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5 Biggest Mistakes Made When Starting Seeds Indoors

Mar 07, 2024
Hello guys, today's video is very simple. I will do it as quickly as possible, going over the errors. Five initial

mistakes

that many new people make. I'm going to give a bonus at the end of the video because they can. avoid all five

mistakes

and if you make the last one, you will need all the work you have done over the last few weeks to get your

seeds

going, it will consume them and render them absolutely useless, so just hang in there, okay, let's get started, let me. Find out in the comments if you

made

any mistakes and how to fix them that I didn't mention today.
5 biggest mistakes made when starting seeds indoors
The number one mistake is

starting

to plant too early. Many people make this mistake. I still do it sometimes because you get the catalogs in the winter you order your

seeds

and you are so eager for spring that you want to start, the problem is you can't rush the weather and if your last frost date is 12 weeks from the day

when

you start planting You will be caring for seedlings that will become real plants

indoors

. Now many people have space to grow seedlings. In this tray there are several hundred seedlings. This table couldn't hold several hundred real, full-grown plants and that's exactly the problem you have.
5 biggest mistakes made when starting seeds indoors

More Interesting Facts About,

5 biggest mistakes made when starting seeds indoors...

We're going to go in if you start too early, four to six weeks before the last frost date, if you don't know the last frost date, I'll put a link below or you can just Google your zip code, your city, uh and The last frost started too early and you won't be able to grow them in these seed containers so you will have to CAU all the plants instead of just taking them out and putting them in the garden.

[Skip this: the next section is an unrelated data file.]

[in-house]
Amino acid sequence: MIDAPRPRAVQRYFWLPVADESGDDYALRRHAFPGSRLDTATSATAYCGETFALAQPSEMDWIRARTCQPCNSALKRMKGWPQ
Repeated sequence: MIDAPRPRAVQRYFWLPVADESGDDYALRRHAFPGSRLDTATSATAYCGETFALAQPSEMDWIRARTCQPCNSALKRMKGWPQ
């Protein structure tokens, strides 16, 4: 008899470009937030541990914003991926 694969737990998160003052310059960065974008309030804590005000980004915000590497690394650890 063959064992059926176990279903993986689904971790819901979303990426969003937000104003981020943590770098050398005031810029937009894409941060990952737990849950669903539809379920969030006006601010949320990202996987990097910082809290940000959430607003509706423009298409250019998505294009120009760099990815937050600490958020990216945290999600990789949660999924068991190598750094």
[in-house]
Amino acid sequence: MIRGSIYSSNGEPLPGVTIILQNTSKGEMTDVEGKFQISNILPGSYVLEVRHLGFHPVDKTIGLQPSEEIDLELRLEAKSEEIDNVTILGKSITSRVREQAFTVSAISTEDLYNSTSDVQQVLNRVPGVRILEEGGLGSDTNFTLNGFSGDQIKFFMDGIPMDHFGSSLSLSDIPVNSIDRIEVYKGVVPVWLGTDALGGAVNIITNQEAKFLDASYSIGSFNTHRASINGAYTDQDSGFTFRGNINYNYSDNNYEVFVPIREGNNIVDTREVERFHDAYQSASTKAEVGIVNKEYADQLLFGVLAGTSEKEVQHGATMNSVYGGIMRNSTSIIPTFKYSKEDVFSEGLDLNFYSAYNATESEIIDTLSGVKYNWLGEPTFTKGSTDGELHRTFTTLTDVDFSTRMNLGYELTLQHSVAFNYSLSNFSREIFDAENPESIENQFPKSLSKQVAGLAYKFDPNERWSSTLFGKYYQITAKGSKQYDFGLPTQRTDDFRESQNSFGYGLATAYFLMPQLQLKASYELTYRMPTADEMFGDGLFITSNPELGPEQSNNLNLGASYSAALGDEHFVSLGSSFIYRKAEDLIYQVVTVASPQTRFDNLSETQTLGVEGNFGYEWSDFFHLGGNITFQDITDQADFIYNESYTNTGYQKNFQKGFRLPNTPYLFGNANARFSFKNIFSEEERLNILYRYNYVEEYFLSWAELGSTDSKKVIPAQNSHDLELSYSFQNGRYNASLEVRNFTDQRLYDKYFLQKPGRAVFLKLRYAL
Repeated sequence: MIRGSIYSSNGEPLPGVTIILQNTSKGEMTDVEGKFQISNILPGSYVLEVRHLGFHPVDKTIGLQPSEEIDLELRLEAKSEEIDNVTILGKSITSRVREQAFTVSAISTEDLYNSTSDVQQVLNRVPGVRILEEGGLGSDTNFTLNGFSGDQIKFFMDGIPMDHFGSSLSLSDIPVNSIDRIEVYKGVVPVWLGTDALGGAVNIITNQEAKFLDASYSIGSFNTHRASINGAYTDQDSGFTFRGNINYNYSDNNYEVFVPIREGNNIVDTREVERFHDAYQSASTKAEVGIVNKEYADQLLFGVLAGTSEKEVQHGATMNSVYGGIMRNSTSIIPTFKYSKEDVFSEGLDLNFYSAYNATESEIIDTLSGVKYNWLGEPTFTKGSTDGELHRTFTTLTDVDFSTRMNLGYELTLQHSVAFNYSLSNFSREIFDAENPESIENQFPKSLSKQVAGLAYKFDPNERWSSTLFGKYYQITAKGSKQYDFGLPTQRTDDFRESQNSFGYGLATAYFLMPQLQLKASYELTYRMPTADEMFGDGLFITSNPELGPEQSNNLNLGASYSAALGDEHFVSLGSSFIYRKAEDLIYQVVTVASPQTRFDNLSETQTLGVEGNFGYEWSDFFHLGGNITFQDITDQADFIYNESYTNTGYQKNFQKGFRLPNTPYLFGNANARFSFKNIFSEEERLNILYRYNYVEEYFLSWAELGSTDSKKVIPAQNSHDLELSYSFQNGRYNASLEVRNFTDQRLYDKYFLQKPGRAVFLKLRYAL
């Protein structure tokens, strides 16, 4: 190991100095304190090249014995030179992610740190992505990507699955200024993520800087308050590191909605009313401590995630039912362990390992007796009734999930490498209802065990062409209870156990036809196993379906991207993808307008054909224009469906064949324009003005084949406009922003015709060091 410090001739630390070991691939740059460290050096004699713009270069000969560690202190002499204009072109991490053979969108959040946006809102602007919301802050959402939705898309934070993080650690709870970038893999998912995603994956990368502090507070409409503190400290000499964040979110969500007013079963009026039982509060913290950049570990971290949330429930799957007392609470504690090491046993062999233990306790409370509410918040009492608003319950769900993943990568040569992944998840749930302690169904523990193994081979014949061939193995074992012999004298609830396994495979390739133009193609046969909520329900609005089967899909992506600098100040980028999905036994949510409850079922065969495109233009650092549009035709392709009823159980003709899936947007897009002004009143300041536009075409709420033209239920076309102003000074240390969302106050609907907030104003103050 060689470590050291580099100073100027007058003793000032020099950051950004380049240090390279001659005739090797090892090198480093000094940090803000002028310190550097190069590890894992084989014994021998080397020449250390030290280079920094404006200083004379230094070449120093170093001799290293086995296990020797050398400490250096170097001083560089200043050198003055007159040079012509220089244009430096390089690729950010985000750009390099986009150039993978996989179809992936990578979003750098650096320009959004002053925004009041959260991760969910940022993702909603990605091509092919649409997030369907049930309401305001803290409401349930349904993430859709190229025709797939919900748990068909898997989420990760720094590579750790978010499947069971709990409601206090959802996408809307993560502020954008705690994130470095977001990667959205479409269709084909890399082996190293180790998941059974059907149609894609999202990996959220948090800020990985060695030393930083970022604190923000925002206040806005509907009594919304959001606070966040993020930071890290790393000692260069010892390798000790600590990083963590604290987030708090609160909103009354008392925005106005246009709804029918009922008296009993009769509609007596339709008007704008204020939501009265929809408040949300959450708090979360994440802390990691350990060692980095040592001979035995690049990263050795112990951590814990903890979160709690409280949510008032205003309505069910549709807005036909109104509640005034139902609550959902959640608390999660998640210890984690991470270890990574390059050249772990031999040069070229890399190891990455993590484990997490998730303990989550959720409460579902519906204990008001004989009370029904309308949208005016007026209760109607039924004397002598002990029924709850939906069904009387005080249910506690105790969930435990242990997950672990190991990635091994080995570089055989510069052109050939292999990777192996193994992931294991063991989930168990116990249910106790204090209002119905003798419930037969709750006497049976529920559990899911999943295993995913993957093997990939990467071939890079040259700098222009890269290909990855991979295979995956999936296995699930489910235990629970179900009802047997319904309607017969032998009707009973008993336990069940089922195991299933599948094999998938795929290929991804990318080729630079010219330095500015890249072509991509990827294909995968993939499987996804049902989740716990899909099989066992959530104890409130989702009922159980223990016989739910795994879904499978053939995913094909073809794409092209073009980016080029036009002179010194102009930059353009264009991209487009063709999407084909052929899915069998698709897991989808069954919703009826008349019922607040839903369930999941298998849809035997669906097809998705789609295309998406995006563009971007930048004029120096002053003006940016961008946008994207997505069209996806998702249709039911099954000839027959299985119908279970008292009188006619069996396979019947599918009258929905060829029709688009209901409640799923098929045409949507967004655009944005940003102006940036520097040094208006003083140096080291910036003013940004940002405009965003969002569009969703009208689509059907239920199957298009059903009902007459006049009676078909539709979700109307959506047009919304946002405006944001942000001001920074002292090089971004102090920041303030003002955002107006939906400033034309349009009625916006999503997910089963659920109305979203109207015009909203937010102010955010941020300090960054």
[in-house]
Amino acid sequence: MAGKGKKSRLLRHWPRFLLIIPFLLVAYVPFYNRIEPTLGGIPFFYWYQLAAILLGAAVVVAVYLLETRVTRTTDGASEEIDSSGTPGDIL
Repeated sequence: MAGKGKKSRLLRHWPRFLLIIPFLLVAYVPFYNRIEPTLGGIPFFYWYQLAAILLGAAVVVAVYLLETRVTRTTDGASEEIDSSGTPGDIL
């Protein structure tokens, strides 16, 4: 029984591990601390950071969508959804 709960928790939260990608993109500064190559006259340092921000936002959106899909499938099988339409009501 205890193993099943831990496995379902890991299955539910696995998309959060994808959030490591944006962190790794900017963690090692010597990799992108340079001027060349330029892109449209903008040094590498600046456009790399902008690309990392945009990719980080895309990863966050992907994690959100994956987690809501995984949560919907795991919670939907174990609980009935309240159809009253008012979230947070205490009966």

when

the time is right, mistake number two, heat a lot of times, you know, I don't have anything fancy here, it's just in a garage, but in some climates garages freeze or you certainly don't get the level of heat that's needed to that some seedlings germinate cool season crops that you're not really going to have problems with, they like to germinate in, you know, around 50 to 60°F, unless you have a freezing garage, then you're still going to have to warm it up a little bit, but certainly seeds like tomatoes, peppers, eggplants, cucumbers, all summer crops, but especially those that need hot peppers, for sure if you are going to try to grow peppers

indoors

or start them indoors, they need heat, so you should invest in a heat mat, preferably one. that has a thermostat so you can choose the temperature you want to choose about 75° fah and what it does is it warms the soil in the pot enough to give that seed its start in the world, whereas if you didn't it's not You need them to be able to sit until wherever you're growing those seeds end up producing the temperatures they need now if you just had a couple of trays and you had an appliance like a refrigerator, or a window sill over a radiator, most seeds don't No it needs light to germinate so you can place them in warm places until they start sprouting and then they will definitely need sunlight and that brings us to number three: the third mistake people make is not having enough light.
5 biggest mistakes made when starting seeds indoors
For your seedlings, first of all, there is no grow light, no bulb that is as powerful as the sun. If you have a south-facing window that gets 6 to 8 hours of direct sun every day, then you can grow them in that window. If you have a greenhouse that is heated depending on the weather and receives full sun, you can grow them there. I don't have any of those things, I think most people don't, so now I have to go with grow lights that don't have to can be a scary proposition, you can use any type of bulb, it doesn't matter if it's a long fluorescent tube, if it's a CFL, if they still make those LEDs, the shape of the bulb doesn't matter and you definitely don't have to say it. grow light or